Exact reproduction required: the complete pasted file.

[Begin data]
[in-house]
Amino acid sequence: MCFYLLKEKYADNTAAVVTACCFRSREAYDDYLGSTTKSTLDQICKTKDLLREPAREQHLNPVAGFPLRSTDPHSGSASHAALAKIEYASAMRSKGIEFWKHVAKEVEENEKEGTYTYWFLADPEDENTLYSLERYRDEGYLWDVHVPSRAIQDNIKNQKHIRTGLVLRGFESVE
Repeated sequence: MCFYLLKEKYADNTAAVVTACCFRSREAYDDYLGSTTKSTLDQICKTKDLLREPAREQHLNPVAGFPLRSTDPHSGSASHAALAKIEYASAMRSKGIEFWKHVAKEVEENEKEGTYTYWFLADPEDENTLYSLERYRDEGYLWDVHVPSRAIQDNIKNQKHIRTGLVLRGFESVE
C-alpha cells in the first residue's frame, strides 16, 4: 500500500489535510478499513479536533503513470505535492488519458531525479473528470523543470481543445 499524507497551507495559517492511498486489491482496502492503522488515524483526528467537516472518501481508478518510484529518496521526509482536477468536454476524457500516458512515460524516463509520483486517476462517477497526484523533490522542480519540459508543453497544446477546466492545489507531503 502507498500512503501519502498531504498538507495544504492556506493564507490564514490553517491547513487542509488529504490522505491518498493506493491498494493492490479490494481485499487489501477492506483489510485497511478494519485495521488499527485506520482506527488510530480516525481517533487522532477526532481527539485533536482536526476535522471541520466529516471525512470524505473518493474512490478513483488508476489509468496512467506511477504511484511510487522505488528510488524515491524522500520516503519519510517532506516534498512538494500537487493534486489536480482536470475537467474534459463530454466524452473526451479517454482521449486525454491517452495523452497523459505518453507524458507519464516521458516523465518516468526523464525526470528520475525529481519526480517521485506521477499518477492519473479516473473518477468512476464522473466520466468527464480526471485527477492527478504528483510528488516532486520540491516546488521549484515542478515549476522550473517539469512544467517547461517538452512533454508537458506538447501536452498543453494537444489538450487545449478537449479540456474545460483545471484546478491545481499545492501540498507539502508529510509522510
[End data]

[in-house]
Amino acid sequence: MCFYLLKEKYADNTAAVVTACCFRSREAYDDYLGSTTKSTLDQICKTKDLLREPAREQHLNPVAGFPLRSTDPHSGSASHAALAKIEYASAMRSKGIEFWKHVAKEVEENEKEGTYTYWFLADPEDENTLYSLERYRDEGYLWDVHVPSRAIQDNIKNQKHIRTGLVLRGFESVE
Repeated sequence: MCFYLLKEKYADNTAAVVTACCFRSREAYDDYLGSTTKSTLDQICKTKDLLREPAREQHLNPVAGFPLRSTDPHSGSASHAALAKIEYASAMRSKGIEFWKHVAKEVEENEKEGTYTYWFLADPEDENTLYSLERYRDEGYLWDVHVPSRAIQDNIKNQKHIRTGLVLRGFESVE
C-alpha cells in the first residue's frame, strides 16, 4: 500500500489535510478499513479536533503513470505535492488519458531525479473528470523543470481543445 499524507497551507495559517492511498486489491482496502492503522488515524483526528467537516472518501481508478518510484529518496521526509482536477468536454476524457500516458512515460524516463509520483486517476462517477497526484523533490522542480519540459508543453497544446477546466492545489507531503 502507498500512503501519502498531504498538507495544504492556506493564507490564514490553517491547513487542509488529504490522505491518498493506493491498494493492490479490494481485499487489501477492506483489510485497511478494519485495521488499527485506520482506527488510530480516525481517533487522532477526532481527539485533536482536526476535522471541520466529516471525512470524505473518493474512490478513483488508476489509468496512467506511477504511484511510487522505488528510488524515491524522500520516503519519510517532506516534498512538494500537487493534486489536480482536470475537467474534459463530454466524452473526451479517454482521449486525454491517452495523452497523459505518453507524458507519464516521458516523465518516468526523464525526470528520475525529481519526480517521485506521477499518477492519473479516473473518477468512476464522473466520466468527464480526471485527477492527478504528483510528488516532486520540491516546488521549484515542478515549476522550473517539469512544467517547461517538452512533454508537458506538447501536452498543453494537444489538450487545449478537449479540456474545460483545471484546478491545481499545492501540498507539502508529510509522510